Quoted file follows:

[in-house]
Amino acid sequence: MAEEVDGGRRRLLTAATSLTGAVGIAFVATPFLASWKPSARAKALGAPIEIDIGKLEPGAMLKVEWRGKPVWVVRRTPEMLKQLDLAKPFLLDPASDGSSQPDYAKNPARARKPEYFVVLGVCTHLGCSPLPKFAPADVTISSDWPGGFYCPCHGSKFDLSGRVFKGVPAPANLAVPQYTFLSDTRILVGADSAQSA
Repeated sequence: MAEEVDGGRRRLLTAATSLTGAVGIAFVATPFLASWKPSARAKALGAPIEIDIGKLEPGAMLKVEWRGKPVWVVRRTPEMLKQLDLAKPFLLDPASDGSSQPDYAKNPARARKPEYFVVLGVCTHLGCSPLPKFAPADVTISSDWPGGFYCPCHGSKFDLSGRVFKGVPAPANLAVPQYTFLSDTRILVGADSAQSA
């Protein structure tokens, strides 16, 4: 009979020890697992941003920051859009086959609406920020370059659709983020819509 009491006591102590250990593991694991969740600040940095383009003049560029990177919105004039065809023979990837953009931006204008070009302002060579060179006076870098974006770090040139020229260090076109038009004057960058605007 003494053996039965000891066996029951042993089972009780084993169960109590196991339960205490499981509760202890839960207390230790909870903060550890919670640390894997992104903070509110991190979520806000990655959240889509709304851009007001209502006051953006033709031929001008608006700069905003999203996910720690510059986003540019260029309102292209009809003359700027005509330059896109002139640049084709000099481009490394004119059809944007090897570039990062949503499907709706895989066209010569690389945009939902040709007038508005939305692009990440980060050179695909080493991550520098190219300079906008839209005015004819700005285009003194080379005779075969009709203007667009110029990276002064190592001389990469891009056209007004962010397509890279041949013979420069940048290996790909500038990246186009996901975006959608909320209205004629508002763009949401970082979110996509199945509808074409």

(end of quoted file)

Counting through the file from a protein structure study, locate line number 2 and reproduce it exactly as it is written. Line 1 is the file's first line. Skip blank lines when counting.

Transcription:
Amino acid sequence: MAEEVDGGRRRLLTAATSLTGAVGIAFVATPFLASWKPSARAKALGAPIEIDIGKLEPGAMLKVEWRGKPVWVVRRTPEMLKQLDLAKPFLLDPASDGSSQPDYAKNPARARKPEYFVVLGVCTHLGCSPLPKFAPADVTISSDWPGGFYCPCHGSKFDLSGRVFKGVPAPANLAVPQYTFLSDTRILVGADSAQSA